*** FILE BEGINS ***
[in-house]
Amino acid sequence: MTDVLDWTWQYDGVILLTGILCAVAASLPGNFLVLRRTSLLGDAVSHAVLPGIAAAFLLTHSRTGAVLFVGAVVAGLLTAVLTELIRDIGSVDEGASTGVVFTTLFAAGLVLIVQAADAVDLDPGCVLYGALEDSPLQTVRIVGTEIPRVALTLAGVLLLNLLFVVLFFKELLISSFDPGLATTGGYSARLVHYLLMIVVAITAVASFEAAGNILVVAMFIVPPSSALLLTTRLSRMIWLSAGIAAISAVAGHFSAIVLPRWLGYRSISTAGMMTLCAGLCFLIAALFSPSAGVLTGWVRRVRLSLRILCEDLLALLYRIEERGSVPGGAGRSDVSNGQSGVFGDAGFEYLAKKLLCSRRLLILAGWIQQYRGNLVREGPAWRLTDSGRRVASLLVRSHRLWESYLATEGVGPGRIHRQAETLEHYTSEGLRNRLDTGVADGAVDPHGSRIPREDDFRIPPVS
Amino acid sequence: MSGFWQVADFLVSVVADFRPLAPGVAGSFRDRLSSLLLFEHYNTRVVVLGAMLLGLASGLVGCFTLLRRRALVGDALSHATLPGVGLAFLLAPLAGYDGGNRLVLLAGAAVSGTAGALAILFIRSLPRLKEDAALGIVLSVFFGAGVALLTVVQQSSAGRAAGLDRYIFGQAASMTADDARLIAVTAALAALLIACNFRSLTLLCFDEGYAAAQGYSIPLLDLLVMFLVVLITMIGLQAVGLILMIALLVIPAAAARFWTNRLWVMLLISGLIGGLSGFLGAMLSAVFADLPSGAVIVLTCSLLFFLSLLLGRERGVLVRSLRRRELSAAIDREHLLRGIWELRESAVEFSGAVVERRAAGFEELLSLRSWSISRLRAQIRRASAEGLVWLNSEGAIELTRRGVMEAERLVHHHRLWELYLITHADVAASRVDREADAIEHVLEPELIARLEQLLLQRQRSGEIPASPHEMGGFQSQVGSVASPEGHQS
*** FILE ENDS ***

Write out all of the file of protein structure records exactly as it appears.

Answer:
[in-house]
Amino acid sequence: MTDVLDWTWQYDGVILLTGILCAVAASLPGNFLVLRRTSLLGDAVSHAVLPGIAAAFLLTHSRTGAVLFVGAVVAGLLTAVLTELIRDIGSVDEGASTGVVFTTLFAAGLVLIVQAADAVDLDPGCVLYGALEDSPLQTVRIVGTEIPRVALTLAGVLLLNLLFVVLFFKELLISSFDPGLATTGGYSARLVHYLLMIVVAITAVASFEAAGNILVVAMFIVPPSSALLLTTRLSRMIWLSAGIAAISAVAGHFSAIVLPRWLGYRSISTAGMMTLCAGLCFLIAALFSPSAGVLTGWVRRVRLSLRILCEDLLALLYRIEERGSVPGGAGRSDVSNGQSGVFGDAGFEYLAKKLLCSRRLLILAGWIQQYRGNLVREGPAWRLTDSGRRVASLLVRSHRLWESYLATEGVGPGRIHRQAETLEHYTSEGLRNRLDTGVADGAVDPHGSRIPREDDFRIPPVS
Amino acid sequence: MSGFWQVADFLVSVVADFRPLAPGVAGSFRDRLSSLLLFEHYNTRVVVLGAMLLGLASGLVGCFTLLRRRALVGDALSHATLPGVGLAFLLAPLAGYDGGNRLVLLAGAAVSGTAGALAILFIRSLPRLKEDAALGIVLSVFFGAGVALLTVVQQSSAGRAAGLDRYIFGQAASMTADDARLIAVTAALAALLIACNFRSLTLLCFDEGYAAAQGYSIPLLDLLVMFLVVLITMIGLQAVGLILMIALLVIPAAAARFWTNRLWVMLLISGLIGGLSGFLGAMLSAVFADLPSGAVIVLTCSLLFFLSLLLGRERGVLVRSLRRRELSAAIDREHLLRGIWELRESAVEFSGAVVERRAAGFEELLSLRSWSISRLRAQIRRASAEGLVWLNSEGAIELTRRGVMEAERLVHHHRLWELYLITHADVAASRVDREADAIEHVLEPELIARLEQLLLQRQRSGEIPASPHEMGGFQSQVGSVASPEGHQS